Vibrio death reported in Hillsborough County, 3rd fatality in Florida this year - Outbreak News Today | Outbreak News Today Outbreak News Today
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The Florida Department of Health (FLDOH) reported yesterday a fatal case of Vibrio vulnificus infection in Hillsborough County on the state’s west coast. This represents the third V. vulnificus-related death in the state and the ninth case of 2015.

Hillsborough County, Florida Image/David Benbennick

Hillsborough County, Florida
Image/David Benbennick

Last year, Hillsborough County saw three cases and no fatalities. Statewide, there were 32 cases and 7 deaths reported in Florida in 2014.

According to the FLDOH, people can get infected with Vibrio vulnificus when they eat raw shellfish, particularly oysters. The bacterium is frequently isolated from oysters and other shellfish in warm coastal waters during the summer months. Since it is naturally found in warm marine waters, people with open wounds can be exposed to Vibrio vulnificus through direct contact with seawater. There is no evidence of person-to-person transmission of Vibrio vulnificus.

Healthy individuals typically develop a mild disease; however, Vibrio vulnificus infections can be a serious concern for people who have weakened immune systems, particularly those with chronic liver disease. The bacterium can invade the bloodstream, causing a severe and life-threatening illness with symptoms like fever, chills, decreased blood pressure (septic shock) and blistering skin lesions.

Vibrio vulnificus bloodstream infections are fatal about 50 percent of the time.A recent study showed that people with these pre-existing medical conditions were 80 times more likely to develop Vibrio vulnificus bloodstream infections than healthy people. Wound infections may also be serious in people with weakened immune systems. The wound may heal poorly and require surgery. Sometimes amputation may even be needed for recovery.

Related: Florida reports Vibrio vulnificus deaths in Brevard and Marion counties

6 Comments

  1. I wish the media would give more attention to the risk of this bacteria to fishermen. My husband of 35 yrs died in 2013 after coming in contact with this vicious bacteria while we were crabbing and shrimping along the Halifax River in Volusia County, FL. He had NO KNOWN CUTS on him. We did however come in contact with ants of which we both got bites from. The hospital verified that it was possible that the bacteria could have entered his bloodstream though those bites. It is also possible that he could have ingested it from cast netting. He like so many would put one of the weights in his mouth when throwing the net. I am at a loss as to why there is little to no focus on the rivers and tributary waters. I believe that there is a much higher risk to people who use these waters than those who swim in the ocean. The media seams to be looking for the “shark in the water” effect they get from their ratings by focusing on the ocean. On the other hand government officals are focusing on the opposite because they are terrified of how this will effect tourism. So they play it down. I am absolutely not trying to keep people from coming to Florida or to stop recreational activities like fishing by any means. I will still enjoy the waters here and I know that’s exactly the way my husband would have wanted it. I truly want people to come here and enjoy what Florida has to offer. I only want everyone to know what risks are here and how to take precautions to avoid them. We are both native Floridians yet never once heard about this bacteria. The initial sign of this looked like a spider or bug bite. He told me it felt like a bad burn. If you have been in the water and see or feel anything like this go to the emergency room immediately and tell them where you were and what you were doing prior to seeing this on your body. They will most likely know exactly what it is and be able to treat it. DO NOT WAIT! Time is your enemy! I’m hoping that by telling my story it will save a life somewhere.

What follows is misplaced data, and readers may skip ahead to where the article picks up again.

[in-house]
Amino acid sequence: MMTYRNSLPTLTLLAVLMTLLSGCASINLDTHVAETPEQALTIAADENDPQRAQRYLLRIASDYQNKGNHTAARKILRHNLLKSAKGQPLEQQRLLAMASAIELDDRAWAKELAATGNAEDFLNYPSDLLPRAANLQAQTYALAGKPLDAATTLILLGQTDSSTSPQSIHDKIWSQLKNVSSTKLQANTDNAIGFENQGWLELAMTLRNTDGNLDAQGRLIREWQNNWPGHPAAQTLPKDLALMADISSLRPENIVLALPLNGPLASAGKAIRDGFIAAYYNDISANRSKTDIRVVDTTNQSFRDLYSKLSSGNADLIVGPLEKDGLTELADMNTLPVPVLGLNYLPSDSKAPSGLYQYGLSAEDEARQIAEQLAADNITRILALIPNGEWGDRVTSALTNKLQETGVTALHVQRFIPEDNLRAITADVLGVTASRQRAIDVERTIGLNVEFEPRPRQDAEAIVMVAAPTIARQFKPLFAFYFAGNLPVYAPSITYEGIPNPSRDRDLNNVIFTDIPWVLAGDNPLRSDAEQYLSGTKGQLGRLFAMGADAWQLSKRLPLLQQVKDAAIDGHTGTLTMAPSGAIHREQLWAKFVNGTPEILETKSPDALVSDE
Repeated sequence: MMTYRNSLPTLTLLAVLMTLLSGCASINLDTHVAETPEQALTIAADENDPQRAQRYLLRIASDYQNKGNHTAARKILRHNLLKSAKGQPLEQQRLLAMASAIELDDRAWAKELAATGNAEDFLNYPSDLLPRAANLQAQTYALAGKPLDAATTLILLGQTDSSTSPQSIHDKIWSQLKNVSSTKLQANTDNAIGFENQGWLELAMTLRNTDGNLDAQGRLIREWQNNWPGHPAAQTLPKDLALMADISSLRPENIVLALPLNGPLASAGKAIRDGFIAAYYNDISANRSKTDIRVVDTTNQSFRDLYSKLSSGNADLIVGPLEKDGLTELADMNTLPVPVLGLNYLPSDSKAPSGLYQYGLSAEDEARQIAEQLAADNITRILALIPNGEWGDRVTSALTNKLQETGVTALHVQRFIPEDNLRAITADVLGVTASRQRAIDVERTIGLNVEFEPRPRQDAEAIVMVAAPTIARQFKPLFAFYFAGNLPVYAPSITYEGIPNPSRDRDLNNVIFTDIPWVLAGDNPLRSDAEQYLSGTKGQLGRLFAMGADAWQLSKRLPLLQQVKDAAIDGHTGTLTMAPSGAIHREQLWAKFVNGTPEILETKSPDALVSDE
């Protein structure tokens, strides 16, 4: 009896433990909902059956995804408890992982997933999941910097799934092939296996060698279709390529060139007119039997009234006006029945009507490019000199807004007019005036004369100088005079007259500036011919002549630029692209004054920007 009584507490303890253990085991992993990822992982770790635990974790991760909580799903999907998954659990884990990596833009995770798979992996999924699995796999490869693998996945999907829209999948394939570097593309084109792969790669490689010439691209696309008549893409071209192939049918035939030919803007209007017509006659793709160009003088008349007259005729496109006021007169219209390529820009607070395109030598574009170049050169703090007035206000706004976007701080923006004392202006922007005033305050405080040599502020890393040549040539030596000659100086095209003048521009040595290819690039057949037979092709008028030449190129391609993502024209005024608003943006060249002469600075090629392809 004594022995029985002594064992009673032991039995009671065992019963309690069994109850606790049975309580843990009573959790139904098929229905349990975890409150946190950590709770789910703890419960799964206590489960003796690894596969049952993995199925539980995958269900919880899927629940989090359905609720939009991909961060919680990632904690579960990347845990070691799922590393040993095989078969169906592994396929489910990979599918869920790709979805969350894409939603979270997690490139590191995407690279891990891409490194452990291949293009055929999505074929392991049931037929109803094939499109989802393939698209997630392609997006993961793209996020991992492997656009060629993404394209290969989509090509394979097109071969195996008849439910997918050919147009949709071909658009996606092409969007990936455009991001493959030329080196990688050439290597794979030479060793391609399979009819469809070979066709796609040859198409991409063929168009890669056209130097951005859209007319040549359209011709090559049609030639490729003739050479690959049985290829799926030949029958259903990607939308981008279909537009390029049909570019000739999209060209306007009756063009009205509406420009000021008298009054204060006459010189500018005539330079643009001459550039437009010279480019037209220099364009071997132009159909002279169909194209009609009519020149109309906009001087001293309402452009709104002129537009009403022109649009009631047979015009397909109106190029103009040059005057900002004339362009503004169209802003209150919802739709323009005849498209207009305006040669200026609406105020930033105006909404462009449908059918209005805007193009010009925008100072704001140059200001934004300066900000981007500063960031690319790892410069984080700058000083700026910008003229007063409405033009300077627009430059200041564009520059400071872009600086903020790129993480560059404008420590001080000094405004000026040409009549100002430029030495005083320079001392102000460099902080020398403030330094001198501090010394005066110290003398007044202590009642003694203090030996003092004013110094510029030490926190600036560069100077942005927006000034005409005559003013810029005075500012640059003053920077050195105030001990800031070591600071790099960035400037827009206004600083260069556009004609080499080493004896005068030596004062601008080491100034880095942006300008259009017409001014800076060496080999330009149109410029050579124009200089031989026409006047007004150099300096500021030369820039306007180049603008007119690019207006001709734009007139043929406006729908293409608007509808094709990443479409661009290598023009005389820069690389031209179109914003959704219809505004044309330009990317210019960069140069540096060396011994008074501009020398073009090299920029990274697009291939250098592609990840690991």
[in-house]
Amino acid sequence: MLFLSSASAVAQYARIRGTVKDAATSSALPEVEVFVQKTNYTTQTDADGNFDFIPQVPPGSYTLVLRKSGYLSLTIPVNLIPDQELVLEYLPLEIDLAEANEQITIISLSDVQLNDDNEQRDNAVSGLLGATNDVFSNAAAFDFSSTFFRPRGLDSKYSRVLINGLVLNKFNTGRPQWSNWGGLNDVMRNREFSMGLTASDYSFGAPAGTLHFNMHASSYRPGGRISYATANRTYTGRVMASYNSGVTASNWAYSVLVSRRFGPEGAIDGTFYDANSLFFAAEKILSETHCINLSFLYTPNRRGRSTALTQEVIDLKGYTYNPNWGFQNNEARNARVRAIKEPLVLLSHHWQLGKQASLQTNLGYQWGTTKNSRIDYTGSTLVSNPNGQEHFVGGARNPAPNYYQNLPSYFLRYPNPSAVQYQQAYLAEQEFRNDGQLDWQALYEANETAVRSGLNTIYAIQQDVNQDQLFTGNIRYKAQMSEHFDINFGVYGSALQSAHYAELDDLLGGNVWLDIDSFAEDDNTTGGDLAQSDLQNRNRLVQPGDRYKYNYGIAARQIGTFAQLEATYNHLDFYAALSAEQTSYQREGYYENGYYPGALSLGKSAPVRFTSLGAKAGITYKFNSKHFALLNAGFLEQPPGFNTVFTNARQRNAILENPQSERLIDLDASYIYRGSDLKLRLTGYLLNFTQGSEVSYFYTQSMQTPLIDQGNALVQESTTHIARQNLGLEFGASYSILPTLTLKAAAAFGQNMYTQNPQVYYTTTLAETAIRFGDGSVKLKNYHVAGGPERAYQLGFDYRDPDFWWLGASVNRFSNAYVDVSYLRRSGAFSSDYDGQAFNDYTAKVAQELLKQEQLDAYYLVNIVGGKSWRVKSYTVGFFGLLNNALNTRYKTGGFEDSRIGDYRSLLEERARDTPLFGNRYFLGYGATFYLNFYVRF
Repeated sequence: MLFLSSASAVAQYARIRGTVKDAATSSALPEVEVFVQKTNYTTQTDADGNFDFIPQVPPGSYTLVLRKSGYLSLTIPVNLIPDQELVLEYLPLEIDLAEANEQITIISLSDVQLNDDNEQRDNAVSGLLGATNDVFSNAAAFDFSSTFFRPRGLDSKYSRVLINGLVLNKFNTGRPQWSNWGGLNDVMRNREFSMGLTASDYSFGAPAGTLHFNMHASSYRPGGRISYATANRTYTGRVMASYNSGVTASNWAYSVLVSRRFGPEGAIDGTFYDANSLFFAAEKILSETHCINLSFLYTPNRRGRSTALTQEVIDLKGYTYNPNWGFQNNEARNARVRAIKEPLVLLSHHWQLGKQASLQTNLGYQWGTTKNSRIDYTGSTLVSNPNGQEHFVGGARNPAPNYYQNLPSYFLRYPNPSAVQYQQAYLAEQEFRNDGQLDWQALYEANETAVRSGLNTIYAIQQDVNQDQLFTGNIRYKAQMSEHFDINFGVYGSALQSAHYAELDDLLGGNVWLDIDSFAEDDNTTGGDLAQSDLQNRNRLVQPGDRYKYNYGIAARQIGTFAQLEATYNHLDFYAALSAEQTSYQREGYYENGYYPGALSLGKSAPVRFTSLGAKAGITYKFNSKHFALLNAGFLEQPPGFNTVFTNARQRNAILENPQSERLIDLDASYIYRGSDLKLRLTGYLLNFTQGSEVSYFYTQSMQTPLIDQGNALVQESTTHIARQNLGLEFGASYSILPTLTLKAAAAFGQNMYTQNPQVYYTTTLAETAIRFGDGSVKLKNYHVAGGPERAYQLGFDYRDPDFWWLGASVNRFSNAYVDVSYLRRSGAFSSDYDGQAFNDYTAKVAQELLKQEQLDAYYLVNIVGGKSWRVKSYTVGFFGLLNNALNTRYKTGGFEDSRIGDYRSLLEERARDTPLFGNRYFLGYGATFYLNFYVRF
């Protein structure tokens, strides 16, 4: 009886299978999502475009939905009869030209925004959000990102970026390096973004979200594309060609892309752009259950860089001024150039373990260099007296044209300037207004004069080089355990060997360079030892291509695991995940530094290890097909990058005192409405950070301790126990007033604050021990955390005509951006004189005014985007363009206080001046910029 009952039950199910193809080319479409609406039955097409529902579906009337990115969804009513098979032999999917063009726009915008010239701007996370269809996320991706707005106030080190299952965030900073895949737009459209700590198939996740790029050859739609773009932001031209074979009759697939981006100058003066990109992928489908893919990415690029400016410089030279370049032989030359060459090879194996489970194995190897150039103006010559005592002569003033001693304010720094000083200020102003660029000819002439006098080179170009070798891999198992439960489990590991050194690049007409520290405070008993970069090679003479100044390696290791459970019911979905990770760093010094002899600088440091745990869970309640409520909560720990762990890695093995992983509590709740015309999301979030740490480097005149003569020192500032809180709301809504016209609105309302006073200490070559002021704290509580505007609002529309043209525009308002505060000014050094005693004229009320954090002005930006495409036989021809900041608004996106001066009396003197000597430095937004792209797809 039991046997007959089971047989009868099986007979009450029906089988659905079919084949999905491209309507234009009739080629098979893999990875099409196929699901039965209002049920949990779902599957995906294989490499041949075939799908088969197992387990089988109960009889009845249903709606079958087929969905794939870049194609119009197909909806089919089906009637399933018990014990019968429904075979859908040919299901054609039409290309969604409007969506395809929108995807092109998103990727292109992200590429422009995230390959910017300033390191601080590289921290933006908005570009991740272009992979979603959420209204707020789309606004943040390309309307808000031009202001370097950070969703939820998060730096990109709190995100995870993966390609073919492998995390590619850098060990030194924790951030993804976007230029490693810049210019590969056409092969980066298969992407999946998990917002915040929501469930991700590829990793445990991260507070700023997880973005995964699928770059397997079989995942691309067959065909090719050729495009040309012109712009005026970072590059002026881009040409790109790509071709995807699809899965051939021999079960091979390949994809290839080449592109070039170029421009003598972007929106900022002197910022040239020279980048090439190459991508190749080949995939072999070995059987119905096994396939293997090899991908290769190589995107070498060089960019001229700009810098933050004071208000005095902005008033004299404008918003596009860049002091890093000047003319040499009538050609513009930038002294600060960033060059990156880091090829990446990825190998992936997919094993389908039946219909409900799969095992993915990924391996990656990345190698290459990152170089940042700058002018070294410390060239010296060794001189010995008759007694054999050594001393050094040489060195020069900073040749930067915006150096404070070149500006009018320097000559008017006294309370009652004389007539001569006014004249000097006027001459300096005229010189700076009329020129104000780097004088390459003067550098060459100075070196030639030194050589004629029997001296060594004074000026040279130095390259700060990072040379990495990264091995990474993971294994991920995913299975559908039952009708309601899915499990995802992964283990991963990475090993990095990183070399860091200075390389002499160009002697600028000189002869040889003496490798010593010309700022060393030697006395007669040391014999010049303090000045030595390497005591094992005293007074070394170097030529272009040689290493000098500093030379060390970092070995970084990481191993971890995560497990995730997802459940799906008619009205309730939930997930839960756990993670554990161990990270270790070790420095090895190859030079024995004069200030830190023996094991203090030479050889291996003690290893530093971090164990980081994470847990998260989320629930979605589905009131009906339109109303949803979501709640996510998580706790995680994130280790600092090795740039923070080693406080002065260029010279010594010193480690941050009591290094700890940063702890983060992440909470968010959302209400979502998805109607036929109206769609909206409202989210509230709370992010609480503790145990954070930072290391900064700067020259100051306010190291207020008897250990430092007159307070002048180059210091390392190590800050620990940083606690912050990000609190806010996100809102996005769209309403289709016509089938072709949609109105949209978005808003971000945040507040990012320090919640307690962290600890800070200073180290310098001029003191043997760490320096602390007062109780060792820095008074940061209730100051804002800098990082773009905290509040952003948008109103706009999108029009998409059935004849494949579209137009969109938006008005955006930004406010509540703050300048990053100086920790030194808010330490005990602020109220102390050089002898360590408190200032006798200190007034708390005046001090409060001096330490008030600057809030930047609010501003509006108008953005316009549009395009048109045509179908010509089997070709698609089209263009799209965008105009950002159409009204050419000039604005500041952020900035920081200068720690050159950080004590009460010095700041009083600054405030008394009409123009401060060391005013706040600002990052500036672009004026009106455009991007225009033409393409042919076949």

2. […] Related: Vibrio death reported in Hillsborough County, 3rd fatality in Florida this year […]

  3. […] Just a week after reports of a Vibrio vulnificus fatality in a Hillsborough County resident who contracted the lethal bacterial infection in Mississippi, the Florida Department of Health has reported the second case and death in a resident of the west-central Gulf coast county. The identification of this case has not been released. […]

  4. […] Just a week after reports of a Vibrio vulnificus fatality in a Hillsborough County resident who contracted the lethal bacterial infection in Mississippi, the […]

  5. […] Just a week after reports of a Vibrio vulnificus fatality in a Hillsborough County resident who contracted the lethal bacterial infection in Mississippi, the […]

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